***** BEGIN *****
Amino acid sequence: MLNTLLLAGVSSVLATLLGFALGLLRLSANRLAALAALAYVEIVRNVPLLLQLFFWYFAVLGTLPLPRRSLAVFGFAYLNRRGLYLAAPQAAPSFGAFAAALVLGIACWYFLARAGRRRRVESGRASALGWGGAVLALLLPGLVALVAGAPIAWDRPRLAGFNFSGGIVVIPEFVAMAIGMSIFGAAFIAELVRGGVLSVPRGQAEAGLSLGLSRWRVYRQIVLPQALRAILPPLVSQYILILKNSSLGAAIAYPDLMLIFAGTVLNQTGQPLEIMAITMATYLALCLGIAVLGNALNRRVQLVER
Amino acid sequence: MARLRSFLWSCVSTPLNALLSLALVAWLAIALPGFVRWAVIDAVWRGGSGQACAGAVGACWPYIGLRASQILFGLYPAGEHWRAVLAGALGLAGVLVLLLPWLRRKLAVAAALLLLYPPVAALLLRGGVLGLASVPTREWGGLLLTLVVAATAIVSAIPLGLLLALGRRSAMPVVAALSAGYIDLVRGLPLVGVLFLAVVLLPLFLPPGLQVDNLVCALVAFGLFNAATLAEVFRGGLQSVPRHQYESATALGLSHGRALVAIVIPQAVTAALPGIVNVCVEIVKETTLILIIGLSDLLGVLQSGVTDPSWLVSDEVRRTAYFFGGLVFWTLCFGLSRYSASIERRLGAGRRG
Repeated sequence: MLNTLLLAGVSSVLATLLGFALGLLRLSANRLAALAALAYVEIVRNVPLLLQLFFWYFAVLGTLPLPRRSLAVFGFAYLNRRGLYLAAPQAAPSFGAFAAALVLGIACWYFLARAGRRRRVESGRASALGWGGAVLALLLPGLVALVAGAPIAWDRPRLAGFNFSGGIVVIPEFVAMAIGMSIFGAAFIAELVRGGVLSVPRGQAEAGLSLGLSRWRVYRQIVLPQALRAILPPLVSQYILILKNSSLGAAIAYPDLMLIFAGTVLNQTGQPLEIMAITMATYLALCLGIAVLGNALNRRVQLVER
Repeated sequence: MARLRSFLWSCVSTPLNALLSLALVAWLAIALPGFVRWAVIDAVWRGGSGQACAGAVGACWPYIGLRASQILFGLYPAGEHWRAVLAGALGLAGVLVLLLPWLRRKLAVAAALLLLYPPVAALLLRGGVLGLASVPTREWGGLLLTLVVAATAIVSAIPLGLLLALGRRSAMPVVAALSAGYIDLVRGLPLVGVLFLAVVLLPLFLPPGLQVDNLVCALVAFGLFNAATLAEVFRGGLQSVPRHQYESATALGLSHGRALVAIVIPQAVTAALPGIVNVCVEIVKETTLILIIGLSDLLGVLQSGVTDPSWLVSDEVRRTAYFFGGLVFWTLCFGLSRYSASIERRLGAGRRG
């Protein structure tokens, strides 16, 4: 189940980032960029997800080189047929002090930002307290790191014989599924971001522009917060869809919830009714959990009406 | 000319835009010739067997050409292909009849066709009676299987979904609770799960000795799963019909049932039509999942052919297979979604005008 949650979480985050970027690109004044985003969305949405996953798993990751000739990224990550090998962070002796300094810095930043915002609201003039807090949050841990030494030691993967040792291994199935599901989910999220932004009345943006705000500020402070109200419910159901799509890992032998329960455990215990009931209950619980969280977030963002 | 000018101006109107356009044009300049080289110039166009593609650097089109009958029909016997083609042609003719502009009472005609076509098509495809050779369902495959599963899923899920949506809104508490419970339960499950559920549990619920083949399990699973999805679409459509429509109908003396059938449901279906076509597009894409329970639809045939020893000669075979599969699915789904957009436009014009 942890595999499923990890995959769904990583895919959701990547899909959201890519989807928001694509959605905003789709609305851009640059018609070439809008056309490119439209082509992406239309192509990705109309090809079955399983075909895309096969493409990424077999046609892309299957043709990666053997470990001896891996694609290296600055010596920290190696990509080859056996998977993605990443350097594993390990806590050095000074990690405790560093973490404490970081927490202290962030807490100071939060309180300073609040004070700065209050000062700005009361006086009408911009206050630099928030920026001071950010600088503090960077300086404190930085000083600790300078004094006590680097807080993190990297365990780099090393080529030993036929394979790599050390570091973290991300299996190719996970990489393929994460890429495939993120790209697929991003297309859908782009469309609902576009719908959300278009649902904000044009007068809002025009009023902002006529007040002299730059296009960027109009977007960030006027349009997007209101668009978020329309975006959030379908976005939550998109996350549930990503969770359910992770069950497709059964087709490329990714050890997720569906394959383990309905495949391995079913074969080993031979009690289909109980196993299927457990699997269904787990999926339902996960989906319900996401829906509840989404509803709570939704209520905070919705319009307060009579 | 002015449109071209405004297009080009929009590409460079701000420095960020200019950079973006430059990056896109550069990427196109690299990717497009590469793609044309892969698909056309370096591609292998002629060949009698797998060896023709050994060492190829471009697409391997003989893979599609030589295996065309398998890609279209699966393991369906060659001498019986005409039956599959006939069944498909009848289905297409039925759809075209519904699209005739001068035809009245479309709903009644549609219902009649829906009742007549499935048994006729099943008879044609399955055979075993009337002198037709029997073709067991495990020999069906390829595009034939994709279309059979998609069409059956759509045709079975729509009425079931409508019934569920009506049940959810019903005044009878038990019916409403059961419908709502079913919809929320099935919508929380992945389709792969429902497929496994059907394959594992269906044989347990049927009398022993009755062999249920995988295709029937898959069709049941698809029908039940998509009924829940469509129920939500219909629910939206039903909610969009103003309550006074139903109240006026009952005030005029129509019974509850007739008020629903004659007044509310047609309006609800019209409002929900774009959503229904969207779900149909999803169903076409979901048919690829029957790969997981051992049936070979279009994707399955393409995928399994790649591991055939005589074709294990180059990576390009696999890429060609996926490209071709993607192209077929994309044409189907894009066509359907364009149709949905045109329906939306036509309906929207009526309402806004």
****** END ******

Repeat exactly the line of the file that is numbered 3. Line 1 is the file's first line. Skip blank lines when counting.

Repeated sequence: MLNTLLLAGVSSVLATLLGFALGLLRLSANRLAALAALAYVEIVRNVPLLLQLFFWYFAVLGTLPLPRRSLAVFGFAYLNRRGLYLAAPQAAPSFGAFAAALVLGIACWYFLARAGRRRRVESGRASALGWGGAVLALLLPGLVALVAGAPIAWDRPRLAGFNFSGGIVVIPEFVAMAIGMSIFGAAFIAELVRGGVLSVPRGQAEAGLSLGLSRWRVYRQIVLPQALRAILPPLVSQYILILKNSSLGAAIAYPDLMLIFAGTVLNQTGQPLEIMAITMATYLALCLGIAVLGNALNRRVQLVER